MEDYKA, POLAND — Medyka, Poland is a quiet and idyllic farming village close to the southeastern border with Ukraine.
But in latest months, it has grow to be the busiest border crossing for Ukrainian refugees for the reason that struggle with Russia started in late February.
In February and March, refugees waited for hours or days there to cross into Poland. Now, the circulate has reversed. The lengthy traces are on the Polish facet of the border full of folks ready to cross into Ukraine.
Anna Kobernyk and her pals have been ready in a van for six hours, parked in a line of autos nearly 10 miles lengthy.
“We were waiting all night here and all of us are really tired,” she says.
Kobernyk is a graduate scholar from Kyiv getting a masters in International Relations. Over the previous few months, this struggle has given her a crash course.
“It is my practical lesson. It’s sad, of course. That actually the 21st Century is not so fantastic. That U.N. and many, many others, all of them can do nothing,” Kobernyk says.
Weeks after the struggle started, the Medyka border crossing was full of refugees leaving Ukraine. People wept, afraid that they have been departing their nation without end, not realizing if they might actually have a nation to return to.
Now, though there’s nonetheless demise and combating in Ukraine’s south and east, the scene right here on the Polish border has misplaced the panic and concern it as soon as had.
Some Ukrainians are going backwards and forwards typically.
And the tears nowadays are sometimes from glad reunions. Parents like Oksana Chikh hug their children at this border crossing for the primary time in months.
“I haven’t seen them since the beginning of the war,” Chikh says. ” We drove our children to the border on Feb 26.”
Chikh and her husband are each cops within the metropolis of Ivano-Frankivsk. They weren’t allowed to depart Ukraine when the struggle began, so she despatched her three boys to security in Poland with their grandmother.
“I was scared, it was painful. But most importantly, uncertain,” she says. “When you don’t know when you’ll return, you don’t know what to expect. This uncertainty is the most frightening.”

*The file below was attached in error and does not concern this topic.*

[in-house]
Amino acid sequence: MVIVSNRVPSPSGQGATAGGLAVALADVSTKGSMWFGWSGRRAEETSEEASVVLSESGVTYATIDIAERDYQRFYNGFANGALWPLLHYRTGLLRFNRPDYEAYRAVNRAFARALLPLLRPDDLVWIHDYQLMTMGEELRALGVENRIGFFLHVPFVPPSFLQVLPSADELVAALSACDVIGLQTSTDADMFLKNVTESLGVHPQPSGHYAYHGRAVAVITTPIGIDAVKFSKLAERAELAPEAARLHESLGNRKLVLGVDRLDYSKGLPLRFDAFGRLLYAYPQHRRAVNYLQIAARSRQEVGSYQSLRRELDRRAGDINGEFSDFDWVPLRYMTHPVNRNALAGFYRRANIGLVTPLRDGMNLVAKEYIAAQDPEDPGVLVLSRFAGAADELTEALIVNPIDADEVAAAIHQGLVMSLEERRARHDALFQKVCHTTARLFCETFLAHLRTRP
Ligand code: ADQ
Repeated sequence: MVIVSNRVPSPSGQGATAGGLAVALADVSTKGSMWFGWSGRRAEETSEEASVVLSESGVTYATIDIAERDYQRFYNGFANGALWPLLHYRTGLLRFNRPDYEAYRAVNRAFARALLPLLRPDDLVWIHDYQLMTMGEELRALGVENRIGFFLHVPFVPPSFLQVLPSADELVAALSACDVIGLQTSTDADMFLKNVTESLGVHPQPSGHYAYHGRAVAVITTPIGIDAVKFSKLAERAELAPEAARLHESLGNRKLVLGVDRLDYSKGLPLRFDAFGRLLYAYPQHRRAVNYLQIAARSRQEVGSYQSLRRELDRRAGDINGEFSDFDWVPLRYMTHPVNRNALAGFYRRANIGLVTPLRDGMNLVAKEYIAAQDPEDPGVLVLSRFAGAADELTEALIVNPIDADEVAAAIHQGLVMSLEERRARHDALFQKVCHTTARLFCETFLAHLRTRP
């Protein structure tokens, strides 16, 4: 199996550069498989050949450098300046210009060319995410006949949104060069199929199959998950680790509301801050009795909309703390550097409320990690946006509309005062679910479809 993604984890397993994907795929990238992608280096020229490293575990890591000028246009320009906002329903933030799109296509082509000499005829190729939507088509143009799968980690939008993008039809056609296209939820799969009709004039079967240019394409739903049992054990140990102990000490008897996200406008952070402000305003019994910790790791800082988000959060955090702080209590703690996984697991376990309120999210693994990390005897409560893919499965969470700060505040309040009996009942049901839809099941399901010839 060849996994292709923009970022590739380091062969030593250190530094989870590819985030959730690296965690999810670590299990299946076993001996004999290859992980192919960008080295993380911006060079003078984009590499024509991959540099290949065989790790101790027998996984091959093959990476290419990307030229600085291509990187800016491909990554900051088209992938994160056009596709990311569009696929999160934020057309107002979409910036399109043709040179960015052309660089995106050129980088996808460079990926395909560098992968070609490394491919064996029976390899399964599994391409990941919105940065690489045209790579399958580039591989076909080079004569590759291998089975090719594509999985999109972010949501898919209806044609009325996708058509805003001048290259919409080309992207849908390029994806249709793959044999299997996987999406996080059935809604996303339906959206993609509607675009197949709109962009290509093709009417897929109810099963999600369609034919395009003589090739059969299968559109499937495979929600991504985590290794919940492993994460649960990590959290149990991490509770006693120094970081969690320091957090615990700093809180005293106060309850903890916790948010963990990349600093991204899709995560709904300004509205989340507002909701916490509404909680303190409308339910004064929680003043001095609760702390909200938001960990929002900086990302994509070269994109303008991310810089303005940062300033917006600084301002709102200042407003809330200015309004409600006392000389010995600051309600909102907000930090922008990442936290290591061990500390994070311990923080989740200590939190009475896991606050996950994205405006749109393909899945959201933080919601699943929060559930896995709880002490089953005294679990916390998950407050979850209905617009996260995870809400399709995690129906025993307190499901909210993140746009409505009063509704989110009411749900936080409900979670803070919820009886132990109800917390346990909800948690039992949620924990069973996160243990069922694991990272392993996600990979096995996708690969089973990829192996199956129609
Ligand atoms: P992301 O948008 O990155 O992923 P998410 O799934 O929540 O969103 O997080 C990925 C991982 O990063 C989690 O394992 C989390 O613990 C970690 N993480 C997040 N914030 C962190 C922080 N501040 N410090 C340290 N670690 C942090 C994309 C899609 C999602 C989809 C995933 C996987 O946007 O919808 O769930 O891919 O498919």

Her sons are 6, 9, and 11. The household stands in an extended line of pedestrians ready to enter Ukraine. The 9-year-old says he cannot wait to get again house to Ukraine and play with the cat he hasn’t seen since February. His mom’s arms hold touching the boys’ shoulders as she talks.
When there is a struggle on one facet of the border, separations and reunions can have a lot greater stakes. Because though the household’s house in Ukraine is peaceable, areas within the nation’s south and east are nonetheless beneath heavy Russian assault.
Still, on today on the Medyka border crossing, extra folks like Yuri Vasylevych are going again to Ukraine moderately than coming into Poland.
Vasylevych stands alone within the line, holding a saxophone case. Today is his 71st birthday.
While the general public ready to cross put on hoodies or T-shirts, he is neatly wearing a plaid blazer over a black polo shirt. As a senior citizen, restrictions on males of navy age leaving Ukraine do not apply to him. He’s simply getting back from a four-day convention of European saxophonists, the place he was a particular honored Ukrainian visitor.
“The thing is, music comes from the heart. It informs one’s entire attitude,” he says. “It’s well being, it is life. We are all born with music and we’re going by life with music.
The giddiness in Vasylevych’s voice is not only from folks desirous to reunite with relations.